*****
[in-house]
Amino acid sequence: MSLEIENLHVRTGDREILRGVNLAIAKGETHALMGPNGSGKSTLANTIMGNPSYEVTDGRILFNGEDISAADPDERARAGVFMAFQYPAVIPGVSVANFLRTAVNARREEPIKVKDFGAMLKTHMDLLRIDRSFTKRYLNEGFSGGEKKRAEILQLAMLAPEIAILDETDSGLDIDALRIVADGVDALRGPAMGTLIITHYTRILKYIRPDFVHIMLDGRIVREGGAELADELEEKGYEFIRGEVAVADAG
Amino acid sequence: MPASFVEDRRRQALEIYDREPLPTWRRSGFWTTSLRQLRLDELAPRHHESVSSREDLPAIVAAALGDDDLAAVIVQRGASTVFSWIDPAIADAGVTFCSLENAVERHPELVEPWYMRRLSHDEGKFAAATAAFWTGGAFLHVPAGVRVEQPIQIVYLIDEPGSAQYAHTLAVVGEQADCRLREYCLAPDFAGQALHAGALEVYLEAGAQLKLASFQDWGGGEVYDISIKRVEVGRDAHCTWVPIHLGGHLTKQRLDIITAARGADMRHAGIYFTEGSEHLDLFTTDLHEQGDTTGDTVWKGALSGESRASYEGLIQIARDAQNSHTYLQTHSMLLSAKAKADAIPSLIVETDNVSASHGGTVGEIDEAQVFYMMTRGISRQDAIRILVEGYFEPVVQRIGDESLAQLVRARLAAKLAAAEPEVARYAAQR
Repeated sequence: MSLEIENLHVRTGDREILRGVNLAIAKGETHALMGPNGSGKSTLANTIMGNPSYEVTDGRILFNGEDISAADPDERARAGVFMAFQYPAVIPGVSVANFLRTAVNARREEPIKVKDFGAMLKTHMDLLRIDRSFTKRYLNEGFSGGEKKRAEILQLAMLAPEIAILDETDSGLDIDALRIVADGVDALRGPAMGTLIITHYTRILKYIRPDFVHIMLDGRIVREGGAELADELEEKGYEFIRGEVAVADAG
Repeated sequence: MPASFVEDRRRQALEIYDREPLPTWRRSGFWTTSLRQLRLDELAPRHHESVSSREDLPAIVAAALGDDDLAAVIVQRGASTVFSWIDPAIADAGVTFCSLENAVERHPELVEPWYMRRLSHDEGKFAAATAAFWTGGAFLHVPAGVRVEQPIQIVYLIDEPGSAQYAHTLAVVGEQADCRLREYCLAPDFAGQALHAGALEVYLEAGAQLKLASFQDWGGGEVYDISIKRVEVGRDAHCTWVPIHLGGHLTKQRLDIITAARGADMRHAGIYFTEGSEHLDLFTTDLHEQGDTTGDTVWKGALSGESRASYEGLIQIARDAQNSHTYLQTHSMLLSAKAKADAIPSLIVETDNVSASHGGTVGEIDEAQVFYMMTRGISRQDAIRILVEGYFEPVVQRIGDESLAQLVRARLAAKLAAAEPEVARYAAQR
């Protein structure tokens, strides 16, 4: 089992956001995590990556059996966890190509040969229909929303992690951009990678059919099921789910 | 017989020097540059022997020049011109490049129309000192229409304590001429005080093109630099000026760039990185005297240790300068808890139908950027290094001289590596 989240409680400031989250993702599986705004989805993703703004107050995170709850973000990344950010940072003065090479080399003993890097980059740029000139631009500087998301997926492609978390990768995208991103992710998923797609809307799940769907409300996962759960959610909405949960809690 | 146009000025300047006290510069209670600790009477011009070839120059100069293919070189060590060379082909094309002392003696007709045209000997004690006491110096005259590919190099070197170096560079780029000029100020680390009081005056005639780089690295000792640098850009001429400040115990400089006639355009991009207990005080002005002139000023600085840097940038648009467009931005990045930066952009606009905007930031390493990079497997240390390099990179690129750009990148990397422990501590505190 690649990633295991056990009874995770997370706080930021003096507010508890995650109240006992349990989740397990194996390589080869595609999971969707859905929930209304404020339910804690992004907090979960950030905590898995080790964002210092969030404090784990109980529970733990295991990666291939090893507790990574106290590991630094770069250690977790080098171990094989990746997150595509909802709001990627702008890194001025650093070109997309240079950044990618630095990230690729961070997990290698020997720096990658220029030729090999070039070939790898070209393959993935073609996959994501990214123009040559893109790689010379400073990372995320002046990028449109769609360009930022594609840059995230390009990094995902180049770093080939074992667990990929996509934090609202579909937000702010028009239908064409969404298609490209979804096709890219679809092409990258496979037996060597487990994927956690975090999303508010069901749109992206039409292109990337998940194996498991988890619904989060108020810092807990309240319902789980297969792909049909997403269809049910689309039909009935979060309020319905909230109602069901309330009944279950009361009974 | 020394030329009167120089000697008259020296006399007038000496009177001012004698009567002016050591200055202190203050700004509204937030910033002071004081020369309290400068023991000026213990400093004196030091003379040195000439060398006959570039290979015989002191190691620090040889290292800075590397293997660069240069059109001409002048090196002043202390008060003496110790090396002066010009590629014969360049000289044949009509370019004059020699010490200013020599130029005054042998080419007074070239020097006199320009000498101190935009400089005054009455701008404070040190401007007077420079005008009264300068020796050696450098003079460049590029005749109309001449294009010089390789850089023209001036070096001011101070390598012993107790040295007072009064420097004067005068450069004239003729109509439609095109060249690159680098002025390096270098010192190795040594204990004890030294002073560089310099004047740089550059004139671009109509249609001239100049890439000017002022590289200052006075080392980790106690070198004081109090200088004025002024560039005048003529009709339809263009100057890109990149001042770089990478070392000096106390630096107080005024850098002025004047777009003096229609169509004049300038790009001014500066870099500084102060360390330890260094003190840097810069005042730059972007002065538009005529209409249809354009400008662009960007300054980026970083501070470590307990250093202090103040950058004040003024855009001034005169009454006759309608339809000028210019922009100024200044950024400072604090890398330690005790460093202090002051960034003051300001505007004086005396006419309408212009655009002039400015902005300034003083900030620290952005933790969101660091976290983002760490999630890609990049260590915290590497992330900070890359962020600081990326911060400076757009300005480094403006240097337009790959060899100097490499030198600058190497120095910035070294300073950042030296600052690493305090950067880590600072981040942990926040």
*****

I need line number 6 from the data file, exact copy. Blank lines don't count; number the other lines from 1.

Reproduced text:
């Protein structure tokens, strides 16, 4: 089992956001995590990556059996966890190509040969229909929303992690951009990678059919099921789910 | 017989020097540059022997020049011109490049129309000192229409304590001429005080093109630099000026760039990185005297240790300068808890139908950027290094001289590596 989240409680400031989250993702599986705004989805993703703004107050995170709850973000990344950010940072003065090479080399003993890097980059740029000139631009500087998301997926492609978390990768995208991103992710998923797609809307799940769907409300996962759960959610909405949960809690 | 146009000025300047006290510069209670600790009477011009070839120059100069293919070189060590060379082909094309002392003696007709045209000997004690006491110096005259590919190099070197170096560079780029000029100020680390009081005056005639780089690295000792640098850009001429400040115990400089006639355009991009207990005080002005002139000023600085840097940038648009467009931005990045930066952009606009905007930031390493990079497997240390390099990179690129750009990148990397422990501590505190 690649990633295991056990009874995770997370706080930021003096507010508890995650109240006992349990989740397990194996390589080869595609999971969707859905929930209304404020339910804690992004907090979960950030905590898995080790964002210092969030404090784990109980529970733990295991990666291939090893507790990574106290590991630094770069250690977790080098171990094989990746997150595509909802709001990627702008890194001025650093070109997309240079950044990618630095990230690729961070997990290698020997720096990658220029030729090999070039070939790898070209393959993935073609996959994501990214123009040559893109790689010379400073990372995320002046990028449109769609360009930022594609840059995230390009990094995902180049770093080939074992667990990929996509934090609202579909937000702010028009239908064409969404298609490209979804096709890219679809092409990258496979037996060597487990994927956690975090999303508010069901749109992206039409292109990337998940194996498991988890619904989060108020810092807990309240319902789980297969792909049909997403269809049910689309039909009935979060309020319905909230109602069901309330009944279950009361009974 | 020394030329009167120089000697008259020296006399007038000496009177001012004698009567002016050591200055202190203050700004509204937030910033002071004081020369309290400068023991000026213990400093004196030091003379040195000439060398006959570039290979015989002191190691620090040889290292800075590397293997660069240069059109001409002048090196002043202390008060003496110790090396002066010009590629014969360049000289044949009509370019004059020699010490200013020599130029005054042998080419007074070239020097006199320009000498101190935009400089005054009455701008404070040190401007007077420079005008009264300068020796050696450098003079460049590029005749109309001449294009010089390789850089023209001036070096001011101070390598012993107790040295007072009064420097004067005068450069004239003729109509439609095109060249690159680098002025390096270098010192190795040594204990004890030294002073560089310099004047740089550059004139671009109509249609001239100049890439000017002022590289200052006075080392980790106690070198004081109090200088004025002024560039005048003529009709339809263009100057890109990149001042770089990478070392000096106390630096107080005024850098002025004047777009003096229609169509004049300038790009001014500066870099500084102060360390330890260094003190840097810069005042730059972007002065538009005529209409249809354009400008662009960007300054980026970083501070470590307990250093202090103040950058004040003024855009001034005169009454006759309608339809000028210019922009100024200044950024400072604090890398330690005790460093202090002051960034003051300001505007004086005396006419309408212009655009002039400015902005300034003083900030620290952005933790969101660091976290983002760490999630890609990049260590915290590497992330900070890359962020600081990326911060400076757009300005480094403006240097337009790959060899100097490499030198600058190497120095910035070294300073950042030296600052690493305090950067880590600072981040942990926040």